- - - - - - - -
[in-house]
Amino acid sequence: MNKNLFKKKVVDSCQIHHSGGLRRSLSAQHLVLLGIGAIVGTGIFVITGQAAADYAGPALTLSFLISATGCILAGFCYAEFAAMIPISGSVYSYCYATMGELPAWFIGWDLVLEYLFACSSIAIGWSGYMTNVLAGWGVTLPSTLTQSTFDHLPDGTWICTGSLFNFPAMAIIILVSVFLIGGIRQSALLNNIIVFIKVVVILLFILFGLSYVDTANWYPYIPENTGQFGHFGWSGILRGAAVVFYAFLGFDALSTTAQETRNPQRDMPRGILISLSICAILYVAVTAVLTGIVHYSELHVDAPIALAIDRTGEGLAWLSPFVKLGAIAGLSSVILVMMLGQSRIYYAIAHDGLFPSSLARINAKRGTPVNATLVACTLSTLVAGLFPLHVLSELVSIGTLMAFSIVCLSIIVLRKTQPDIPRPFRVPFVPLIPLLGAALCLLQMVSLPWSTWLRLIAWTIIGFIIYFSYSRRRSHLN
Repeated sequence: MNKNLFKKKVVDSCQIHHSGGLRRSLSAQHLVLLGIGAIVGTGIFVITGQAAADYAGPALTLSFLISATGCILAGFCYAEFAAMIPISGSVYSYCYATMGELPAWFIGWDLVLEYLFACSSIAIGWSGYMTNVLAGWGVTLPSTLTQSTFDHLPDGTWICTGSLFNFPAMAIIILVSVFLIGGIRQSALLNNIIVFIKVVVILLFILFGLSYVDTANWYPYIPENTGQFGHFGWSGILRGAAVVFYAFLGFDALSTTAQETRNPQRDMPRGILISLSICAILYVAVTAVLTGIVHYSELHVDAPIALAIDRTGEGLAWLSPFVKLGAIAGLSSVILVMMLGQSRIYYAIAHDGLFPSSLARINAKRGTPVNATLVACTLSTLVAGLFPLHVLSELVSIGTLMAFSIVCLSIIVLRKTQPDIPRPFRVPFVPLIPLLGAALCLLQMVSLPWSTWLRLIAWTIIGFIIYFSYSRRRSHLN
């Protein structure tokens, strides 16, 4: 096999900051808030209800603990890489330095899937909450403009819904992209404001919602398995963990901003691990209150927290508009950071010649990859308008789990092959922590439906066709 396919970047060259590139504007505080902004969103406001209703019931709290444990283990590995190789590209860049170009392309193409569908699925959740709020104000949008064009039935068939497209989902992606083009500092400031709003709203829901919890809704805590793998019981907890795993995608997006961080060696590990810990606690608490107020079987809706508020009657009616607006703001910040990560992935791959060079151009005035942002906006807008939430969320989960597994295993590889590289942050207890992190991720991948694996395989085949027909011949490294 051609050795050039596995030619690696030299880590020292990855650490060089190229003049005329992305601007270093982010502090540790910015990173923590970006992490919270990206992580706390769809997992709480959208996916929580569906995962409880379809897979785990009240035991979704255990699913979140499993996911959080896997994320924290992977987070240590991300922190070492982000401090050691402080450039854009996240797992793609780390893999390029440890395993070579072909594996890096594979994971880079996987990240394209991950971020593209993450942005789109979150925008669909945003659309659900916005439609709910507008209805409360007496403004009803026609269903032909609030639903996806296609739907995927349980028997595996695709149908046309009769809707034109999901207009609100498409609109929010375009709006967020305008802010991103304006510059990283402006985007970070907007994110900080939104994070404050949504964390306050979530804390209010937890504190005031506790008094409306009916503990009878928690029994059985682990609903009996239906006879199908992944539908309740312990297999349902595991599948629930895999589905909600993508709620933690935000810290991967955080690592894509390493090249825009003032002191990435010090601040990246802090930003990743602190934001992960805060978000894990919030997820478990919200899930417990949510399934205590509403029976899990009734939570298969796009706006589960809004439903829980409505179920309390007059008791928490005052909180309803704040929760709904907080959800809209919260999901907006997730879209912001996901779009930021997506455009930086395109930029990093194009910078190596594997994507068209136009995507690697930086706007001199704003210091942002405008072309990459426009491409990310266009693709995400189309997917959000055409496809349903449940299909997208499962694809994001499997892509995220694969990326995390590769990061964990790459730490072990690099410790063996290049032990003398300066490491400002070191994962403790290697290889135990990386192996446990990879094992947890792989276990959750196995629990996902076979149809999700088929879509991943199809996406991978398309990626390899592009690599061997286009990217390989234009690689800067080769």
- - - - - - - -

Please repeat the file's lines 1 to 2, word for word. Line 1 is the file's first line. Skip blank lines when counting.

[in-house]
Amino acid sequence: MNKNLFKKKVVDSCQIHHSGGLRRSLSAQHLVLLGIGAIVGTGIFVITGQAAADYAGPALTLSFLISATGCILAGFCYAEFAAMIPISGSVYSYCYATMGELPAWFIGWDLVLEYLFACSSIAIGWSGYMTNVLAGWGVTLPSTLTQSTFDHLPDGTWICTGSLFNFPAMAIIILVSVFLIGGIRQSALLNNIIVFIKVVVILLFILFGLSYVDTANWYPYIPENTGQFGHFGWSGILRGAAVVFYAFLGFDALSTTAQETRNPQRDMPRGILISLSICAILYVAVTAVLTGIVHYSELHVDAPIALAIDRTGEGLAWLSPFVKLGAIAGLSSVILVMMLGQSRIYYAIAHDGLFPSSLARINAKRGTPVNATLVACTLSTLVAGLFPLHVLSELVSIGTLMAFSIVCLSIIVLRKTQPDIPRPFRVPFVPLIPLLGAALCLLQMVSLPWSTWLRLIAWTIIGFIIYFSYSRRRSHLN